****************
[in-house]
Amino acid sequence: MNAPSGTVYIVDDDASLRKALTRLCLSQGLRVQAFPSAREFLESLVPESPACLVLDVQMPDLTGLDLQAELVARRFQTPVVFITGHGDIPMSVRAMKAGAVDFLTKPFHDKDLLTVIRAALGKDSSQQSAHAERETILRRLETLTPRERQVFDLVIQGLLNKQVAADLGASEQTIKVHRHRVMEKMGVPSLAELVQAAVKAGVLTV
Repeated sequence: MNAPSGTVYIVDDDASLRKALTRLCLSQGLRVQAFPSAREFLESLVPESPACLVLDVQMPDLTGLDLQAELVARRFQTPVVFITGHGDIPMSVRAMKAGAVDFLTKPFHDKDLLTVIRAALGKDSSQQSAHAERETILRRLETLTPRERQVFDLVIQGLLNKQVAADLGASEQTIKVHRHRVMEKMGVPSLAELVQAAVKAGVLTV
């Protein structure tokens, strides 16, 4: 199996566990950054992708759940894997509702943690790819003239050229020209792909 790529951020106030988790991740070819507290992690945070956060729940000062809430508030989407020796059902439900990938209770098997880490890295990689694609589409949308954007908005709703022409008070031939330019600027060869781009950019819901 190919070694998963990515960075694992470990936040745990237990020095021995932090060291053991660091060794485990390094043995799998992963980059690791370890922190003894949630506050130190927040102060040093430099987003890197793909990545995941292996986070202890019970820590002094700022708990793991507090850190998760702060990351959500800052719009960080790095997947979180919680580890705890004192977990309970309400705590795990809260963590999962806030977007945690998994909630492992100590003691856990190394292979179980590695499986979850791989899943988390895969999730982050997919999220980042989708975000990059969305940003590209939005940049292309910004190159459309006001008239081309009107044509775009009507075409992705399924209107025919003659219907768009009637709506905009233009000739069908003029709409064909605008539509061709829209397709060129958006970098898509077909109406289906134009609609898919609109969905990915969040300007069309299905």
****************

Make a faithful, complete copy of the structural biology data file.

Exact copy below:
[in-house]
Amino acid sequence: MNAPSGTVYIVDDDASLRKALTRLCLSQGLRVQAFPSAREFLESLVPESPACLVLDVQMPDLTGLDLQAELVARRFQTPVVFITGHGDIPMSVRAMKAGAVDFLTKPFHDKDLLTVIRAALGKDSSQQSAHAERETILRRLETLTPRERQVFDLVIQGLLNKQVAADLGASEQTIKVHRHRVMEKMGVPSLAELVQAAVKAGVLTV
Repeated sequence: MNAPSGTVYIVDDDASLRKALTRLCLSQGLRVQAFPSAREFLESLVPESPACLVLDVQMPDLTGLDLQAELVARRFQTPVVFITGHGDIPMSVRAMKAGAVDFLTKPFHDKDLLTVIRAALGKDSSQQSAHAERETILRRLETLTPRERQVFDLVIQGLLNKQVAADLGASEQTIKVHRHRVMEKMGVPSLAELVQAAVKAGVLTV
């Protein structure tokens, strides 16, 4: 199996566990950054992708759940894997509702943690790819003239050229020209792909 790529951020106030988790991740070819507290992690945070956060729940000062809430508030989407020796059902439900990938209770098997880490890295990689694609589409949308954007908005709703022409008070031939330019600027060869781009950019819901 190919070694998963990515960075694992470990936040745990237990020095021995932090060291053991660091060794485990390094043995799998992963980059690791370890922190003894949630506050130190927040102060040093430099987003890197793909990545995941292996986070202890019970820590002094700022708990793991507090850190998760702060990351959500800052719009960080790095997947979180919680580890705890004192977990309970309400705590795990809260963590999962806030977007945690998994909630492992100590003691856990190394292979179980590695499986979850791989899943988390895969999730982050997919999220980042989708975000990059969305940003590209939005940049292309910004190159459309006001008239081309009107044509775009009507075409992705399924209107025919003659219907768009009637709506905009233009000739069908003029709409064909605008539509061709829209397709060129958006970098898509077909109406289906134009609609898919609109969905990915969040300007069309299905």